Since I arrived in Australia for the 2009 academic session I have been able to diversify my interests and research ‘expertise’ further. One area that has captured my interest of late has been the nature of religious and theological education, and so I’ve embarked on reading and writing in this area alongside some of my older theological interests. As far as I see it, this is not merely an issue of mechanics (how to do better what is already on offer) but a philosophical one (asking about what education is, and specifically religious and theological education within that), and an ethical one too (asking about what the ‘good life’ we are educated into is, about what forms of power and oppression take place in education systems, and so on).
More recently this interest has taken on a further layer. On 3rd June 2011 I spent a memorable evening at the Islamic Sciences and Research Academy Australia (http://www.isra.org.au), delivering the public lecture ‘Would God Hide His Face? Tracing the End of Religion in the West’. That evening, along with a further invitation by the Newcastle Herald to contribute an ‘Opinion Piece’ on religious discrimination in suburban Australia, has forced me to think hard about the type of state school education on religious matters that is available.
The Newcastle Herald Opinion piece is made available below.
30th Aug 2011
Two weeks after arriving inAustraliain late 2008 I was welcomed by a neighbour: “It’s wonderful to finally meet people coming to live here from theUK. There are too many Asian immigrants! And they all have funny religions!” I was not unprepared for just such an attitude – before departing theUKtwo Australian friends argued that there is a lingering racism in the country, despite the relaxed Antipodean exterior the rest of the world. They mentioned the White Australia policy, the rise of Pauline Hanson’s One Nation Party in the 1990s, the appeal to white supremacism for a unitedAustraliaby PM John Howard, and the growing fears over Muslims after theNew York,LondonandMadridattacks.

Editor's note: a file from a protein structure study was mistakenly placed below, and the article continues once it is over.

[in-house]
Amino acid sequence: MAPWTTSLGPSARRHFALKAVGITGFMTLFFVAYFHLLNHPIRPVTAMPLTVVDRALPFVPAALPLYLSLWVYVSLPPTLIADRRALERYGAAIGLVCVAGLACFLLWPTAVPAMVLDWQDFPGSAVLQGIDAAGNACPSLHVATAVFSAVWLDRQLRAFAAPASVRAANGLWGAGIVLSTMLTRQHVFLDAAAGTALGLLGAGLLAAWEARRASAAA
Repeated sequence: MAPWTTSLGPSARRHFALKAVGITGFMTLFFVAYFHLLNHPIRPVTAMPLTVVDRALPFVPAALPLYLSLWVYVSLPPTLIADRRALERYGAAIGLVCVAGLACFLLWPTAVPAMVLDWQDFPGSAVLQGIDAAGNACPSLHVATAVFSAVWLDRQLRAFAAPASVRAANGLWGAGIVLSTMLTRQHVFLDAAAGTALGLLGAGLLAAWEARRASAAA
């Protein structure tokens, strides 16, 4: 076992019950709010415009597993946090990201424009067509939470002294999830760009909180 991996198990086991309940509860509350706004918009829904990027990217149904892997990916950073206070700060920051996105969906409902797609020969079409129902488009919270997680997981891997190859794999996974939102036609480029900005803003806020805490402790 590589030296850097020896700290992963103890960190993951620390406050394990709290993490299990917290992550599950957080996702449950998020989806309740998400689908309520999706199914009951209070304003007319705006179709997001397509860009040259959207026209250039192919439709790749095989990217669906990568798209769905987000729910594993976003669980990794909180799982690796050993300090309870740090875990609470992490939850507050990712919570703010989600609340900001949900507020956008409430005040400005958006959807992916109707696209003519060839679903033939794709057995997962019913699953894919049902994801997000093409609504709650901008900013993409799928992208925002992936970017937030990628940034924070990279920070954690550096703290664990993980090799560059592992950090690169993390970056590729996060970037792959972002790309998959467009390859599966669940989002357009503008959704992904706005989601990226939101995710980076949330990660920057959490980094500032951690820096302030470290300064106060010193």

A research project launched from the Universityof Western Sydneyover the past decade suggests that my friends were not entirely exaggerating. In 2006, in reflecting on these findings, ABC News sensationally claimed that a considerable proportion of Australians remain deeply racist. One in ten surveyed openly admitted to having racist attitudes (12% in NSW), and almost half admit to particularly fearing Islam and the Muslim community (48.6%). The proportion of people admitting to racist attitudes from theCentralCoast,Newcastle and Hunter regions, ethnically dominated by an Anglo-Celtic mix as they are, was slightly higher again. I say ‘attitudes’ since several commentators have recognised that the vast majority of people resolutely argue they are not racist, even if often their actions can suggest otherwise. So six years ago Howard claimed, “I do not accept that there is underlying racism in this country.” However, anAustralianNationalUniversity study of 2009 suggested that people with Asian and Middle Eastern names are less likely to be offered employment interviews than those particularly with Anglo-Irish names. Occasionally too, local news reports incidents of assault on non-European students at theUniversity ofNewcastle being assaulted in some form or another on our city streets.